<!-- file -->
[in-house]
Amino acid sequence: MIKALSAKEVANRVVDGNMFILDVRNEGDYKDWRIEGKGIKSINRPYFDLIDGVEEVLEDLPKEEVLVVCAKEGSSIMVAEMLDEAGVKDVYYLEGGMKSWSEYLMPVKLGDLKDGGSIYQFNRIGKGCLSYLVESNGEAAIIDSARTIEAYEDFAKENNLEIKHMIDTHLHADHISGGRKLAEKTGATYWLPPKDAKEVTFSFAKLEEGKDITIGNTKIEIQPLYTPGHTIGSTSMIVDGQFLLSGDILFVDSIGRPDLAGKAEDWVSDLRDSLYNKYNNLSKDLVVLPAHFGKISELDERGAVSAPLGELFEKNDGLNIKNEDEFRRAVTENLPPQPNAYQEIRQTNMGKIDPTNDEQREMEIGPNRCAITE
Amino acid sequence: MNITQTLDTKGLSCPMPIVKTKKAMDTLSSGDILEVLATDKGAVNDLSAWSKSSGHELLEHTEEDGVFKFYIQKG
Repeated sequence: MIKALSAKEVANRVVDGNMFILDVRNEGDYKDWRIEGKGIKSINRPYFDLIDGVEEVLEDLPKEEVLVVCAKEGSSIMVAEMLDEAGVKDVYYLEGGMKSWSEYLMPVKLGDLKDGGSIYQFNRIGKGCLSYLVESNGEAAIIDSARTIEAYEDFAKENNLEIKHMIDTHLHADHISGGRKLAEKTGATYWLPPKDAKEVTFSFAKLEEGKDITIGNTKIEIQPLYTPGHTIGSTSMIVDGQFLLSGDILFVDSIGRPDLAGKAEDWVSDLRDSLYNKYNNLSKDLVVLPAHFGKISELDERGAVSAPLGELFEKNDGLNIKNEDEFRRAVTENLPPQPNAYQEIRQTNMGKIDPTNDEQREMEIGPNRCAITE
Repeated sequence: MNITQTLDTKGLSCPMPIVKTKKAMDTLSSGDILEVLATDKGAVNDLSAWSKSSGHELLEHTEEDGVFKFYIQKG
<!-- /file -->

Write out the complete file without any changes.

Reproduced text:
[in-house]
Amino acid sequence: MIKALSAKEVANRVVDGNMFILDVRNEGDYKDWRIEGKGIKSINRPYFDLIDGVEEVLEDLPKEEVLVVCAKEGSSIMVAEMLDEAGVKDVYYLEGGMKSWSEYLMPVKLGDLKDGGSIYQFNRIGKGCLSYLVESNGEAAIIDSARTIEAYEDFAKENNLEIKHMIDTHLHADHISGGRKLAEKTGATYWLPPKDAKEVTFSFAKLEEGKDITIGNTKIEIQPLYTPGHTIGSTSMIVDGQFLLSGDILFVDSIGRPDLAGKAEDWVSDLRDSLYNKYNNLSKDLVVLPAHFGKISELDERGAVSAPLGELFEKNDGLNIKNEDEFRRAVTENLPPQPNAYQEIRQTNMGKIDPTNDEQREMEIGPNRCAITE
Amino acid sequence: MNITQTLDTKGLSCPMPIVKTKKAMDTLSSGDILEVLATDKGAVNDLSAWSKSSGHELLEHTEEDGVFKFYIQKG
Repeated sequence: MIKALSAKEVANRVVDGNMFILDVRNEGDYKDWRIEGKGIKSINRPYFDLIDGVEEVLEDLPKEEVLVVCAKEGSSIMVAEMLDEAGVKDVYYLEGGMKSWSEYLMPVKLGDLKDGGSIYQFNRIGKGCLSYLVESNGEAAIIDSARTIEAYEDFAKENNLEIKHMIDTHLHADHISGGRKLAEKTGATYWLPPKDAKEVTFSFAKLEEGKDITIGNTKIEIQPLYTPGHTIGSTSMIVDGQFLLSGDILFVDSIGRPDLAGKAEDWVSDLRDSLYNKYNNLSKDLVVLPAHFGKISELDERGAVSAPLGELFEKNDGLNIKNEDEFRRAVTENLPPQPNAYQEIRQTNMGKIDPTNDEQREMEIGPNRCAITE
Repeated sequence: MNITQTLDTKGLSCPMPIVKTKKAMDTLSSGDILEVLATDKGAVNDLSAWSKSSGHELLEHTEEDGVFKFYIQKG